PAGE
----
BREMERHAVEN — Siemens introduced a new solution for connecting offshore wind turbines to the grid. Presented at the National Maritime Conference in Bremerhaven, this direct-current technology enables a cost-efficient and simplified connection of offshore wind power plants far from the coast. The platform housing the transmission technology is much smaller and more compact than before. Until now, these plants have been connected to the grid via large central converter platforms. Siemens is now further developing the transmission technology, enabling a large number of much smaller platforms to be built. With the new solution, a direct-current cable can connect several of these platforms sequentially in a wind farm and then route them to an onshore transformer substation. Overall, this solution costs less and is also more efficient than the approach used with conventional platforms.
The compact design permits encapsulated high-voltage electrical equipment to be used – especially diode rectifier units (DRUs), which are installed instead of the usual air-insulated transistor modules. The system is also modular and flexible when it comes to installation. The volume of the platform structures is reduced by four-fifths, and the weight is cut by two-thirds. As a result, costs are reduced by more than 30 percent. At the same time, the new solution enables transmission capacity to be increased by one-third, while transmission losses fall by one-fifth. This is a significant step toward significantly reducing the cost of offshore wind power and making it competitive compared with conventionally generated electricity.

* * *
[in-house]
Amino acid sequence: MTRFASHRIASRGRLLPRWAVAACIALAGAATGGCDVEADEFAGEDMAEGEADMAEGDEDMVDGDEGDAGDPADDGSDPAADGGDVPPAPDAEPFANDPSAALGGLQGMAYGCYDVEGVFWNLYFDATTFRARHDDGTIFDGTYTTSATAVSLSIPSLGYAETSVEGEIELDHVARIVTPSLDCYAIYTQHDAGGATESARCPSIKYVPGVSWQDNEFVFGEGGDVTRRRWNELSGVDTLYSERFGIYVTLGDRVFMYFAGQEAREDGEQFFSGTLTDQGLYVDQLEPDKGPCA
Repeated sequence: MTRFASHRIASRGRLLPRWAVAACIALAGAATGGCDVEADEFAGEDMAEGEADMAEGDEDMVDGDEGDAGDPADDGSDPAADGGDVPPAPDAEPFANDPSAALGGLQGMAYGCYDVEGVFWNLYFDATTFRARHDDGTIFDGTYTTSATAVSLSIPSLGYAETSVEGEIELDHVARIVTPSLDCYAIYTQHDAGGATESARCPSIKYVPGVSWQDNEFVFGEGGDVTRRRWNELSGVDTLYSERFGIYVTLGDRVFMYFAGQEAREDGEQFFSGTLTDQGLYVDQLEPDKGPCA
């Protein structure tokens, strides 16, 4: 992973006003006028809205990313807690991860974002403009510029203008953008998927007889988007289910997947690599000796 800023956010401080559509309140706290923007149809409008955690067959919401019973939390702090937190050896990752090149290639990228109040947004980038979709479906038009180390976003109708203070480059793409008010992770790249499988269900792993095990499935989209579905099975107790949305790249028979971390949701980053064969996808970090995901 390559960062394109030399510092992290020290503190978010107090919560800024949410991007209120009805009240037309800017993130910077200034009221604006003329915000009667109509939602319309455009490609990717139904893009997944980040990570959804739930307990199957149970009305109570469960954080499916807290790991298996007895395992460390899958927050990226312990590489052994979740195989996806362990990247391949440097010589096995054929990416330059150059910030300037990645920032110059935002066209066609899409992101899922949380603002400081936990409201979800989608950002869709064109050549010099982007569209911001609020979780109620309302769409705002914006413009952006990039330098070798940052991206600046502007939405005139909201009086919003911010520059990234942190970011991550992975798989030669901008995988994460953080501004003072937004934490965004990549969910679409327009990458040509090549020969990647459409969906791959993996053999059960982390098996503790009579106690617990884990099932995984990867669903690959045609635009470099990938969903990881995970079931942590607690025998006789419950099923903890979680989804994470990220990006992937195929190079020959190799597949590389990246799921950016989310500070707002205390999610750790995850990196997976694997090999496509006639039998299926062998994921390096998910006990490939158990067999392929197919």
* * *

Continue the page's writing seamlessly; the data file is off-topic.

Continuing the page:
“Our new solution will play a major role in decreasing the cost of offshore wind power below ten cents per kilowatt hour by 2020. This is how we plan to make the direct-current technology used in Germany more interesting to other markets, too,” said Jan Mrosik, CEO of the Energy Management Division at Siemens.
photo courtesy of www.siemens.com/press
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